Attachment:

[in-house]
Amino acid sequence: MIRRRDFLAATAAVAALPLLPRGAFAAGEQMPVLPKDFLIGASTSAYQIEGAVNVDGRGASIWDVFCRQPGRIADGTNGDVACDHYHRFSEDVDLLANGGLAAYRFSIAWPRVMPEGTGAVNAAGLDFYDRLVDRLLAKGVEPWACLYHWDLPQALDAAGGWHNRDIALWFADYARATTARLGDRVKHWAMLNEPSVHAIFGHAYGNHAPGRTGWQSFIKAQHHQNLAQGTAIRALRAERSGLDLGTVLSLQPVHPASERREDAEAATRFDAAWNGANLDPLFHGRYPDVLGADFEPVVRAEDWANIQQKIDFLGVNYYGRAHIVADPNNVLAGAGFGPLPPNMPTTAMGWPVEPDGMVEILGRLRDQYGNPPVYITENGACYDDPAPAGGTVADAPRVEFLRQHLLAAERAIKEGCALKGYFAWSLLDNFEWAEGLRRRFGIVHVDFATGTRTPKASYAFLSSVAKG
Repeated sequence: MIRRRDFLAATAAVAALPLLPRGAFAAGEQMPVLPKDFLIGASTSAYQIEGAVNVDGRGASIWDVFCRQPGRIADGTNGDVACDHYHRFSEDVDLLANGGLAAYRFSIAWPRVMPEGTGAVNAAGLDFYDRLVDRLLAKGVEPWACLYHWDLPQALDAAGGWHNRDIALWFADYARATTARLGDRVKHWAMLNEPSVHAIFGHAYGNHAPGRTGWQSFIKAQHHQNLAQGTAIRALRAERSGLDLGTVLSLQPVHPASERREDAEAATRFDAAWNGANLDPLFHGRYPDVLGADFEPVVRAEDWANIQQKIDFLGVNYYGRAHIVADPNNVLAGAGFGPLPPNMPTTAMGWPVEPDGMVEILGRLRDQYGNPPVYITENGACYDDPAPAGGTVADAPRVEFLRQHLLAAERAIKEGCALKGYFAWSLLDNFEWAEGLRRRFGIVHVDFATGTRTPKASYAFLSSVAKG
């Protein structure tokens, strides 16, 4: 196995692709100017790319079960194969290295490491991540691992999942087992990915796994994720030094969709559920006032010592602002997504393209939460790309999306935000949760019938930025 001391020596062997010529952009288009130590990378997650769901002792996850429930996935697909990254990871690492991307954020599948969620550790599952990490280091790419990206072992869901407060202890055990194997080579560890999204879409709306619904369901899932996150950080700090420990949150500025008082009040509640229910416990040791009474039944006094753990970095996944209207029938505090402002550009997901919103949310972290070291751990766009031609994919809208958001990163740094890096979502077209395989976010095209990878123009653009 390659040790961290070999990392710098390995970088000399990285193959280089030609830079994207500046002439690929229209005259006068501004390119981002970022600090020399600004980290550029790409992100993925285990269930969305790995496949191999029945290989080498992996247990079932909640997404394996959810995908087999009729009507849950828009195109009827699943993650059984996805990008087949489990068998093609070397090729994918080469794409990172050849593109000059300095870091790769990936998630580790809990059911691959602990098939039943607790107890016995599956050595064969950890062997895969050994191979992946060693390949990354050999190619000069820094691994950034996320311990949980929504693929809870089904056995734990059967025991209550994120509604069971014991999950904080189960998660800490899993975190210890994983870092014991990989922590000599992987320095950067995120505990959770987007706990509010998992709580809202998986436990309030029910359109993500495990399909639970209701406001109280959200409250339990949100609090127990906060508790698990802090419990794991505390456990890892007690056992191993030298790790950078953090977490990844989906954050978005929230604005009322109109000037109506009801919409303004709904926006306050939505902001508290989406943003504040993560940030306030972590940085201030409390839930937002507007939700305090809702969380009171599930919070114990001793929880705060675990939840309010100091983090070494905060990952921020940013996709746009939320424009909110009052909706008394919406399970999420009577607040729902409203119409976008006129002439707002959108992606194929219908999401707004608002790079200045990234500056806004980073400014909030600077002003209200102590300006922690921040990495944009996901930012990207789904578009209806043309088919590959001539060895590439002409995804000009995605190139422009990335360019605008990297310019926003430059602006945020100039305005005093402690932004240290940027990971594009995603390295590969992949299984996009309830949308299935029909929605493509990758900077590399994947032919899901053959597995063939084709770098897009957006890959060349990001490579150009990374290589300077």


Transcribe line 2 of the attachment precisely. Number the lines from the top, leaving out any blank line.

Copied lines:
Amino acid sequence: MIRRRDFLAATAAVAALPLLPRGAFAAGEQMPVLPKDFLIGASTSAYQIEGAVNVDGRGASIWDVFCRQPGRIADGTNGDVACDHYHRFSEDVDLLANGGLAAYRFSIAWPRVMPEGTGAVNAAGLDFYDRLVDRLLAKGVEPWACLYHWDLPQALDAAGGWHNRDIALWFADYARATTARLGDRVKHWAMLNEPSVHAIFGHAYGNHAPGRTGWQSFIKAQHHQNLAQGTAIRALRAERSGLDLGTVLSLQPVHPASERREDAEAATRFDAAWNGANLDPLFHGRYPDVLGADFEPVVRAEDWANIQQKIDFLGVNYYGRAHIVADPNNVLAGAGFGPLPPNMPTTAMGWPVEPDGMVEILGRLRDQYGNPPVYITENGACYDDPAPAGGTVADAPRVEFLRQHLLAAERAIKEGCALKGYFAWSLLDNFEWAEGLRRRFGIVHVDFATGTRTPKASYAFLSSVAKG